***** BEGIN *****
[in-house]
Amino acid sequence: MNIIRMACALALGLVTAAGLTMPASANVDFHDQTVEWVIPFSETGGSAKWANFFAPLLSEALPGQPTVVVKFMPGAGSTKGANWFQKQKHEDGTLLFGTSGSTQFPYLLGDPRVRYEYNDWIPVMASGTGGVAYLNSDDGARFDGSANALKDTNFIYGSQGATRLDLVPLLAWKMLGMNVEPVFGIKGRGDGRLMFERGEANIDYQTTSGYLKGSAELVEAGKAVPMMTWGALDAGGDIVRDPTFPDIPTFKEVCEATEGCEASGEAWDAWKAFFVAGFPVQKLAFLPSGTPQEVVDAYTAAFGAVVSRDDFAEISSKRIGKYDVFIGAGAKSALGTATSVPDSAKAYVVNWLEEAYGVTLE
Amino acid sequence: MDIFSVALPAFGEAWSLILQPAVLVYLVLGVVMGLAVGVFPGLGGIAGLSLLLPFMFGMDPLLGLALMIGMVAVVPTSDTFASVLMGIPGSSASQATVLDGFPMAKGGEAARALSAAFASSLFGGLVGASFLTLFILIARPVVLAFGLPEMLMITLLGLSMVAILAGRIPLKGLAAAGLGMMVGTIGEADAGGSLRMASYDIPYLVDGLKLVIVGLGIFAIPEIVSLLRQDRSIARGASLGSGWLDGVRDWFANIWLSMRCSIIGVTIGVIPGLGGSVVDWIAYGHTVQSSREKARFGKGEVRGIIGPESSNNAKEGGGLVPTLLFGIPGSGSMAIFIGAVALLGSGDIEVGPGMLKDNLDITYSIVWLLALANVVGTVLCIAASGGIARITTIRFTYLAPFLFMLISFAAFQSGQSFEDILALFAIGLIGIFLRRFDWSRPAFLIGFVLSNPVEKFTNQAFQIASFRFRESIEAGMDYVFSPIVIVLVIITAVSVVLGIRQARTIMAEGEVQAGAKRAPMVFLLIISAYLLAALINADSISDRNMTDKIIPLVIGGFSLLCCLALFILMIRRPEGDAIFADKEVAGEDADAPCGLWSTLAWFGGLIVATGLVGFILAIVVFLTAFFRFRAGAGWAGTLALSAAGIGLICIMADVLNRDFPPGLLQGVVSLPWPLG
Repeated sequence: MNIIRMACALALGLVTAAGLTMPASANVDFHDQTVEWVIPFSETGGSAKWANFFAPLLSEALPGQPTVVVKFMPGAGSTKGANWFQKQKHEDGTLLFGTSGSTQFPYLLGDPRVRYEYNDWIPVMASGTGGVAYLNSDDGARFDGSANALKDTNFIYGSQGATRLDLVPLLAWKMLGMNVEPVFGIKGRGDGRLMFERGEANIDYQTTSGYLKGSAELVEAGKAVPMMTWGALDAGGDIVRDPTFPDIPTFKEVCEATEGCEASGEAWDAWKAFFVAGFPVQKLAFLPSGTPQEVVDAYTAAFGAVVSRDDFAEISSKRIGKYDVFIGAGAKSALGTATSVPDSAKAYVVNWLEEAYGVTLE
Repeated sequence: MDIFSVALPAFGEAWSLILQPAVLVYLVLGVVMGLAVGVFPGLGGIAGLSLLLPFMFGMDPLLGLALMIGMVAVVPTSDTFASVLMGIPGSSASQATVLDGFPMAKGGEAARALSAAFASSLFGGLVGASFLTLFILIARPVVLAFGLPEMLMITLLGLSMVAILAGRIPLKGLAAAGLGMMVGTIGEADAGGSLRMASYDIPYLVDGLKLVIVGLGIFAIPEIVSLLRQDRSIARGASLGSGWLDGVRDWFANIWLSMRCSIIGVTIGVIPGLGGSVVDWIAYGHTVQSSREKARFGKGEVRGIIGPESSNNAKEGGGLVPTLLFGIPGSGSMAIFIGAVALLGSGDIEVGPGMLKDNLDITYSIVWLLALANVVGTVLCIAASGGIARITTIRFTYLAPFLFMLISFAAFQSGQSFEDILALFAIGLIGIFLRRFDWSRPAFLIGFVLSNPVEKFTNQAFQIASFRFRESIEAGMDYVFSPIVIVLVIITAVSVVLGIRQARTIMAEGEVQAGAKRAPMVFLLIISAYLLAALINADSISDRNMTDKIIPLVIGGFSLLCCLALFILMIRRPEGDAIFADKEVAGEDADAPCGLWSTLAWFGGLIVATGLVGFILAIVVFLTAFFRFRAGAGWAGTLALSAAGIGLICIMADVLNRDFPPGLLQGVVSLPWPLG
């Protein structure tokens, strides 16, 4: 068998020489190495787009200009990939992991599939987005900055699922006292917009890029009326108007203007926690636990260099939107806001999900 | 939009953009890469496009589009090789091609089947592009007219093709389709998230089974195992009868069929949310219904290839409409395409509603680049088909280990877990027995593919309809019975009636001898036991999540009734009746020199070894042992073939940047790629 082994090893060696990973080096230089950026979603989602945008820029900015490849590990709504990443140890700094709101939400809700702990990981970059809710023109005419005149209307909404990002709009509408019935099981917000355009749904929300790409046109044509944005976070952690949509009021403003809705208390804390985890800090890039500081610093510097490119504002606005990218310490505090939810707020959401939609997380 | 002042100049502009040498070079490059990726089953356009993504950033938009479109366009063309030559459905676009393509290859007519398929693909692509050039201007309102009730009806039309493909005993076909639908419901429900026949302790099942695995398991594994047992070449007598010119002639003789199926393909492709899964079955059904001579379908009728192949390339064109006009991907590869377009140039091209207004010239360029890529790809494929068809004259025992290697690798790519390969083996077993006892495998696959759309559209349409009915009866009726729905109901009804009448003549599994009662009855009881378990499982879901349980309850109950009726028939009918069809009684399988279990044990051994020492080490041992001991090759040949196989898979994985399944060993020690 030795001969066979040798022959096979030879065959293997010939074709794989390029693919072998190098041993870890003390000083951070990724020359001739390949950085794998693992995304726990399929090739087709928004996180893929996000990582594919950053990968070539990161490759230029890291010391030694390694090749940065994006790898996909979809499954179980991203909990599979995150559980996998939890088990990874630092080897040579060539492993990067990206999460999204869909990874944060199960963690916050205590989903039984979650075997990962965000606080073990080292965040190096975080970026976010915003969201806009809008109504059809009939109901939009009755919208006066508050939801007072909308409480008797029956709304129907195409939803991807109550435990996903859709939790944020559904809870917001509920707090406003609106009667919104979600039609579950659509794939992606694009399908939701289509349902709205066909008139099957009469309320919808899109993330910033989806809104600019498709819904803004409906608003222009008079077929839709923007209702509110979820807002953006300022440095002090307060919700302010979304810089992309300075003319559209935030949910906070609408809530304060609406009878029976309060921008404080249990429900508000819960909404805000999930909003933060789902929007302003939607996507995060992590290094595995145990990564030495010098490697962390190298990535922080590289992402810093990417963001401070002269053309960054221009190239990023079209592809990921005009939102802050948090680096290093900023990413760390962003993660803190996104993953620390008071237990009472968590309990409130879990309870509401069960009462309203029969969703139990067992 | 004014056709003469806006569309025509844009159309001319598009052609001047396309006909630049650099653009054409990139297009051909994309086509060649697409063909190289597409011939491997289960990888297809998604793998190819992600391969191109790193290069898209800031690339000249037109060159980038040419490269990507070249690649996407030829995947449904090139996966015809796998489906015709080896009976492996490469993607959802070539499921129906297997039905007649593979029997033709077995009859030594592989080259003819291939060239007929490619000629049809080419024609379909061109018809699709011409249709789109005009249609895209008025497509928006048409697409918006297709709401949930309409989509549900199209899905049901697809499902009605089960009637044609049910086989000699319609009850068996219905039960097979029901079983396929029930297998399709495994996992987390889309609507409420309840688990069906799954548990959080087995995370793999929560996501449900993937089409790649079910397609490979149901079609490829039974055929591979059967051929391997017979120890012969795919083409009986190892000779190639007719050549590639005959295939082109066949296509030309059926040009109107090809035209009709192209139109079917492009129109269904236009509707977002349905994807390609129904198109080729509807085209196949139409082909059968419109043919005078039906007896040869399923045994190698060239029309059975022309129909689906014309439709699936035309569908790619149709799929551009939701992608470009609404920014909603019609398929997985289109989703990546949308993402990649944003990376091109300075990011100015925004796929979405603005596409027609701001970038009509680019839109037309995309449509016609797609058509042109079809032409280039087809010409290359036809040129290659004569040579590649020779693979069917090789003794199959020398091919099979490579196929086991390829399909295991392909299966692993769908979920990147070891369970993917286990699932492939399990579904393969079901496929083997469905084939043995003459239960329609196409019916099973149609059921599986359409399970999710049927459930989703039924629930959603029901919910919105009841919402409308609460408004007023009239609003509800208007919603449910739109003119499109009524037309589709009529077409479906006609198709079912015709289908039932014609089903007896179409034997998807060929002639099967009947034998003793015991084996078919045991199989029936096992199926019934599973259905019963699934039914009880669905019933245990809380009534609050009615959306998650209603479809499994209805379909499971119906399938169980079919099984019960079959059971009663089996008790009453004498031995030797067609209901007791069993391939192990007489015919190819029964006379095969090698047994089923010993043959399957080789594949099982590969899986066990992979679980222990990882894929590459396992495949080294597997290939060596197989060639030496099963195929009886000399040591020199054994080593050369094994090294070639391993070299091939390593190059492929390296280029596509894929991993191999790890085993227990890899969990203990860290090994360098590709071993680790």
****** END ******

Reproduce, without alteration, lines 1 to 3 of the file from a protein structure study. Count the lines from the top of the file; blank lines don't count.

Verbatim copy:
[in-house]
Amino acid sequence: MNIIRMACALALGLVTAAGLTMPASANVDFHDQTVEWVIPFSETGGSAKWANFFAPLLSEALPGQPTVVVKFMPGAGSTKGANWFQKQKHEDGTLLFGTSGSTQFPYLLGDPRVRYEYNDWIPVMASGTGGVAYLNSDDGARFDGSANALKDTNFIYGSQGATRLDLVPLLAWKMLGMNVEPVFGIKGRGDGRLMFERGEANIDYQTTSGYLKGSAELVEAGKAVPMMTWGALDAGGDIVRDPTFPDIPTFKEVCEATEGCEASGEAWDAWKAFFVAGFPVQKLAFLPSGTPQEVVDAYTAAFGAVVSRDDFAEISSKRIGKYDVFIGAGAKSALGTATSVPDSAKAYVVNWLEEAYGVTLE
Amino acid sequence: MDIFSVALPAFGEAWSLILQPAVLVYLVLGVVMGLAVGVFPGLGGIAGLSLLLPFMFGMDPLLGLALMIGMVAVVPTSDTFASVLMGIPGSSASQATVLDGFPMAKGGEAARALSAAFASSLFGGLVGASFLTLFILIARPVVLAFGLPEMLMITLLGLSMVAILAGRIPLKGLAAAGLGMMVGTIGEADAGGSLRMASYDIPYLVDGLKLVIVGLGIFAIPEIVSLLRQDRSIARGASLGSGWLDGVRDWFANIWLSMRCSIIGVTIGVIPGLGGSVVDWIAYGHTVQSSREKARFGKGEVRGIIGPESSNNAKEGGGLVPTLLFGIPGSGSMAIFIGAVALLGSGDIEVGPGMLKDNLDITYSIVWLLALANVVGTVLCIAASGGIARITTIRFTYLAPFLFMLISFAAFQSGQSFEDILALFAIGLIGIFLRRFDWSRPAFLIGFVLSNPVEKFTNQAFQIASFRFRESIEAGMDYVFSPIVIVLVIITAVSVVLGIRQARTIMAEGEVQAGAKRAPMVFLLIISAYLLAALINADSISDRNMTDKIIPLVIGGFSLLCCLALFILMIRRPEGDAIFADKEVAGEDADAPCGLWSTLAWFGGLIVATGLVGFILAIVVFLTAFFRFRAGAGWAGTLALSAAGIGLICIMADVLNRDFPPGLLQGVVSLPWPLG